Speaking of skepticism, the Caulfield Cup continues its poor guide to the Cup. Whereas once it was a pivotal guide, now it’s almost useless. The last Melbourne Cup winner to even run in it was Delta Blues in 2006, who finished third. It’s become almost a b-grade race full of horses that can’t get into the Melbourne Cup (due to proliferation of international runners), while horses targeting the Melbourne Cup don’t want to risk a penalty for winning the Caulfield Cup. Consequently organisers are removing that condition, and will raise prize money to make it a stronger stand-alone race of its own. It’s only possible value these days is noting the preparation run of any international horses.

The Field & Current Odds

1) Hartnell $26

Third last year when in much better form so easy to ignore. He’s a class horse, and they’re trying a new approach to run him fresher in the Cup, so a win wouldn’t surprise.

Result: Didn’t quite run it out last year, and in weaker form this year, was beaten a long way out. 20th

2) Almandin $9

Last year’s winner and returned to the spring with a solid win, then a poor run. Also up 5.5kg on his original handicap weight last year (4.5kg up on race weight). Repeat winners are rare so will risk it.

Result: The weight and history told. 12th

3) Humidor $10

Second to Winx in the Cox Plate and the class local horse. Running the 3200 metres is a query and he’s very temperamental and prone to over-racing. That’s enough to ignore him.

Result: Failed at distance as expected. 19th

4) Tiberian $26

The son of a “teaser”. These are horses that get mares “into the mood” before the stallion arrives to do his job. Studs give the teasers a few shots at the end of the season to keep them interested, and occasionally something is produced than can run. It would be remarkable if that could be a Melbourne Cup winner. Tiberian has solid form so I might have something “small” on him. Otherwise, as an international that hasn’t run here, better to ignore.

Result: Started a long run 1400 metres from home, cruised up heading into the straight and only battled to the line. Disappointing. 7th

5) Marmelo $8

An international than ran home well in the Caulfield Cup. That proves he’s settled in, and with his obvious class and Hugh Bowman, Australia’s best jockey on board, is one of the ones to beat.

Result: A nice run just off the lead and then could only battle to the line. Another disappointment. 9th

6) Red Cardinal $18

Last start flopped; before that great. Had he a preparation run here, he’d be favourite. Do you want to risk it? He could be the one that finally breaks the fist-timer international hoodoo. Has last year’s winning jockey Kerrin McEvoy on board. He should cope with the widest barrier of 24, having done so (if I recall accurately) in 2000 with Brew. The widest is not too bad as it gives you a choice to drop back. If you’re a few horses in, then those out wide can dictate your settling position.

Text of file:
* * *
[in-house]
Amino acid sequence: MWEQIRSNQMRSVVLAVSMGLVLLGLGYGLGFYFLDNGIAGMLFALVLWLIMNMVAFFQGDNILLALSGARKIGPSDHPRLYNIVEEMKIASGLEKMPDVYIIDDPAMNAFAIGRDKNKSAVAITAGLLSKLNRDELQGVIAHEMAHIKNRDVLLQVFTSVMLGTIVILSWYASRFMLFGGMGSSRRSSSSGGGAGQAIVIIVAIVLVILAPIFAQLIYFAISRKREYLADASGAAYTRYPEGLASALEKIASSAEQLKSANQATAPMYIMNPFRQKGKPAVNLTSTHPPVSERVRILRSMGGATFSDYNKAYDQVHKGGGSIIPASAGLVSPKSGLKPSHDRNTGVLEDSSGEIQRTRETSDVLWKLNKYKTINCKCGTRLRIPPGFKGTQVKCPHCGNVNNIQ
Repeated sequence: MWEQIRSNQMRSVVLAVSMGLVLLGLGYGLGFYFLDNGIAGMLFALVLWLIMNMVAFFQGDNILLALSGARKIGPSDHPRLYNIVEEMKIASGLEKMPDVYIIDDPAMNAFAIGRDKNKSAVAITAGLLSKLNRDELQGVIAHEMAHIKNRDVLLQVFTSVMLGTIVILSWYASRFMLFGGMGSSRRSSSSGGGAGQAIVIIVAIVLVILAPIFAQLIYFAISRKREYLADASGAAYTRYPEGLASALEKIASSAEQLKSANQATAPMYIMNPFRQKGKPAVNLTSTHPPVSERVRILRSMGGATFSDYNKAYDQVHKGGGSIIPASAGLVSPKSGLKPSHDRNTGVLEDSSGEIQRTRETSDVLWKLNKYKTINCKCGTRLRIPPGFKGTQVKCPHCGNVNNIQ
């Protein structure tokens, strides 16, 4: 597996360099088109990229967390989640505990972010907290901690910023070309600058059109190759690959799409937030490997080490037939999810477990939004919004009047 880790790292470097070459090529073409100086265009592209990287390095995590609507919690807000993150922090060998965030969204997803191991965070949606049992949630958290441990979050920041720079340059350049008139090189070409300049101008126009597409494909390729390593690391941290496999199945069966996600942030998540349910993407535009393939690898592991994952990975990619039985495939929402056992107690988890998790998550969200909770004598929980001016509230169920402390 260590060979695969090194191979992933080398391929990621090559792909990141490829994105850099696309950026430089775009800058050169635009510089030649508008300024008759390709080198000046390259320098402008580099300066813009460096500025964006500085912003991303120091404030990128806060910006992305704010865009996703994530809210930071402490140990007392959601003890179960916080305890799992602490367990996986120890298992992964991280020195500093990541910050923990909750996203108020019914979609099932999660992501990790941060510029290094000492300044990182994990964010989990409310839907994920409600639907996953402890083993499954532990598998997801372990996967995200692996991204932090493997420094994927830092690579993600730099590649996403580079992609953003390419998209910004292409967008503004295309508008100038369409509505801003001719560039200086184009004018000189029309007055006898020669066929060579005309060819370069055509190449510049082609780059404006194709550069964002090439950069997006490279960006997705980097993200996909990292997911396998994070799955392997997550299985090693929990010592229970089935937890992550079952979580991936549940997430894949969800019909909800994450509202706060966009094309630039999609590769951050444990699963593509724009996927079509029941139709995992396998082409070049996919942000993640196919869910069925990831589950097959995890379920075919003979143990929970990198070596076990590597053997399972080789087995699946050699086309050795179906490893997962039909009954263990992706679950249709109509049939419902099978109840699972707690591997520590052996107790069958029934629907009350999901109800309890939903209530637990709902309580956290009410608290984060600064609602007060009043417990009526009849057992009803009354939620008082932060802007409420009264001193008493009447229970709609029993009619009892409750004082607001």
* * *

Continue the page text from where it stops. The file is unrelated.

Result: Got into a good position and then, like Tiberian and Marmelo, battle to the line. 11th

7) Johannes Vermeer $10

I always liked this until a few others overtook him. I might still return. Third in the Caulfield Cup if that matters and solid in previous runs, with his only doubt being untested over the distance. These days, a distance doubt is a big doubt.

Result: Sprinted clear and looked the winner to be pipped 50 metres out. The jockey said the horse was going so fast he was surprised anything else could go better. 2nd

8) Bondi Beach $61

Previous Melboune Cup runs 16th and 13th. Says it all.

Result: Failed twice before, failed again. 22nd

9) Max Dynamite $15

Second two years ago and arguably should have won. Was then injured and has only run 4 times, in low grade races, since. He’s a leap of faith.

Result: Couldn’t sprint with the other two. A fabulous effort nonetheless for such a horse light on runs and up in age. 3rd

10) Ventura Storm $34

Disappointing in the Caulfield Cup. Pass.

Result: Disappointing in the Melbourne Cup. Couldn’t run the distance and out-classed. 21st

11) Who Shot Thebarman

Scratched

12) Wicklow Brave $61

Failed last year and in poorer form.

Result: Got some money this time by sneaking into the top 10. Again it proves one of the golden Melbourne Cup rules of failed before means fail again. 10th

13) Big Duke $19

Probably out-classed.

Result: Over-achieved. Class did tell ultimately. 4th

14) US Army Ranger $61

International runner in poor recent form and no preparation run. No.

Result: Never a factor as expected. 18th

15) Boom Time $31

Caulfield Cup winner at $31. Says a lot about the horse and the race.

Result: Failed to run the trip and out-classed. 15th

16) Gallante $101

Previous Cup failure and out-classed.

Result: The first one beaten. 23rd

17) Libran $41

Seems out-classed. A place hope at absolute best.

Result: Ran well enough to grab some prize money. 8th

18) Nakeeta $34

A Scottish horse, so would be a great irony if it could win for Britain before an English horse does. Won “Britain’s Melbourne Cup” – the Ebor in York – which only rarely is a good guide to the Melbourne, and that’s when the winner wins impressively. Not this year. Nakeeta only snuck in. Because the Ebor is a handicap, it’s often regarded as a poor race and good horses generally ignore it.

Result: Ran on late after being left behind in the sprint. A good result overall. 5th

19) Single Gaze $41

A mare that stuck on well for second in the Caulfield Cup. Wary of both mares and the Caulfield Cup, so will pass.